Man were we naive. I’m fairly certain that if we had continued our concerted effort things would be much different today. With that lesson firmly realized, Ashley and I are going to make an effort to bring our fans (I still have a hard time using that word) a great deal more between books.
Ashley: While the insight into our successes and failures may not be as exciting as Osric’s adventures, we are hoping that we can pay it forward a bit with some of our knowledge about the writing process and the struggles in publishing. We had a lot of help along the way, many times from authors like us just trying to muddle through the muck of the industry.
Jack: It’s not a smooth muck, either. There are so many “businesses” that are there to take advantage of you. Luckily, we were able to avoid that. We managed to find many people who were genuine in their attempts to help other authors to succeed. Although, many of them ended up being wrong, we can’t fault them for trying.
Ashley: It wasn’t just the editing and beta reading that made a difference in our book quality. The cover artist we found, again through trial and error, has made an amazing improvement in the face of our series. The companies that we use to distribute the books also play a big role in the quality of the product that ends up in the readers’ hands. We want to thank everyone that has helped along the way to producing these books, and we hope that we can help other aspiring authors trudge a little easier through the muck.
Jack: I think we should let everyone know who we use, for those who haven't read the books anyway. And of course we will linky-link them all for you so you can find them if you are looking. We wish we had found some great referrals, rather than spending three years searching for good quality. Best of luck to you!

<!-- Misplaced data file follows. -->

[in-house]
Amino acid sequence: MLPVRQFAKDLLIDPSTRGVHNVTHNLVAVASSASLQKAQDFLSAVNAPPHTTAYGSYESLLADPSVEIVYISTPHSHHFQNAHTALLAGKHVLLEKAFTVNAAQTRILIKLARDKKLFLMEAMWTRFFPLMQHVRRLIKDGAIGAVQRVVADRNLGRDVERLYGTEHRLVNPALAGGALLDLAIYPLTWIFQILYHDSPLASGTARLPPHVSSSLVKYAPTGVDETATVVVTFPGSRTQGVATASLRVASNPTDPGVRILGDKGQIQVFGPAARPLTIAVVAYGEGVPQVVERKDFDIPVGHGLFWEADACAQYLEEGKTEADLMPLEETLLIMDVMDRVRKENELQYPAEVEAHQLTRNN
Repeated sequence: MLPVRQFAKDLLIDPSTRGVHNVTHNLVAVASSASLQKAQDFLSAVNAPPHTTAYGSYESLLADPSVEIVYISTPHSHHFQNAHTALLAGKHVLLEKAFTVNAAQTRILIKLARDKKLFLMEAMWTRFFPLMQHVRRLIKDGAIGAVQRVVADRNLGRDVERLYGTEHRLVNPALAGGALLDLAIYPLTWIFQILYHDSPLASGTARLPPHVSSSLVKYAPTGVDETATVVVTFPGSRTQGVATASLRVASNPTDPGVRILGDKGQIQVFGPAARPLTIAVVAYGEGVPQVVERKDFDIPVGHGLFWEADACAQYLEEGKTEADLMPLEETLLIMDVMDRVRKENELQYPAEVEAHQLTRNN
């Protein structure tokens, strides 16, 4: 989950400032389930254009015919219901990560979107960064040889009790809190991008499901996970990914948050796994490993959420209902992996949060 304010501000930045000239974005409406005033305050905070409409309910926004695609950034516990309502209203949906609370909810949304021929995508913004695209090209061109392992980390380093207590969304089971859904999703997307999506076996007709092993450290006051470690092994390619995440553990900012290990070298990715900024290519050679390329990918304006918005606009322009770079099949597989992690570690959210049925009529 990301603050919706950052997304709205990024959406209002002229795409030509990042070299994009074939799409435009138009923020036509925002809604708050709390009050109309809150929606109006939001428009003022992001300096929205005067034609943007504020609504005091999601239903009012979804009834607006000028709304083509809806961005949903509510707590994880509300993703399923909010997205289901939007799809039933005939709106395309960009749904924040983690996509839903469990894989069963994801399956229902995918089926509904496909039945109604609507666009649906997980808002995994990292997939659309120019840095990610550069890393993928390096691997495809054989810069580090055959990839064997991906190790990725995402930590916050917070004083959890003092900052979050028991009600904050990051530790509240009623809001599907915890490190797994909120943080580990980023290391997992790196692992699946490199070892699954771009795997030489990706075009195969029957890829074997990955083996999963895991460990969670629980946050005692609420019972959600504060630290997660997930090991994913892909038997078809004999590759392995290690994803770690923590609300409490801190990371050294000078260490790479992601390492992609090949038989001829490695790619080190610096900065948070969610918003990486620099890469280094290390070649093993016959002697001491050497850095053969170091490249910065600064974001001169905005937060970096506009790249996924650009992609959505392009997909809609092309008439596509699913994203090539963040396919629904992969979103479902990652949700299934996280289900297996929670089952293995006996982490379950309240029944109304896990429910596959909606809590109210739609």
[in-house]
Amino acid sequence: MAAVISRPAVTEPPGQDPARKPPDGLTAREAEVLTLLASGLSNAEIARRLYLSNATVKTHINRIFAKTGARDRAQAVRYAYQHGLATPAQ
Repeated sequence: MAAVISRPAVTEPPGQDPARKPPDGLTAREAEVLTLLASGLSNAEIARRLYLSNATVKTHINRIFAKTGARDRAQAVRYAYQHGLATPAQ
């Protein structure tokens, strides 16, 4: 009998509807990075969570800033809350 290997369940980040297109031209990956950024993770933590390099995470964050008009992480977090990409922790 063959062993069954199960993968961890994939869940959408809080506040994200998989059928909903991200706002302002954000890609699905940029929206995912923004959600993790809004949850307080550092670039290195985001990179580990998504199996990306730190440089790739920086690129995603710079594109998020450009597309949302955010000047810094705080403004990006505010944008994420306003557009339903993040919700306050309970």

Ashley: The best advice we can give to someone considering self-publishing is to look into all of the options. There are quite a few services out there that sell expensive publishing packages. We steered clear of all of those because we felt the inflated price was not worth the limited services that went along with it. We chose to hire our own editor, to format the documents for print ourselves and hire someone to format the electronic document for Kindle, and to pursue our own marketing strategies. We learned some great tips from the folks at the Indie Book Collective (they are no longer offering classes that we are aware of.) and from various blogs and websites devoted to the exciting and terrifying adventures of self-publishing. Set realistic goals, work every single day, and celebrate the small successes. It’s all worth it
when a complete stranger tells you how much they love your books!
Editor: Scott Alexander Jones
Cover Art: Rodrigo Adolfo
Ebook publishing: KDP
Paperback publishing: Creatspace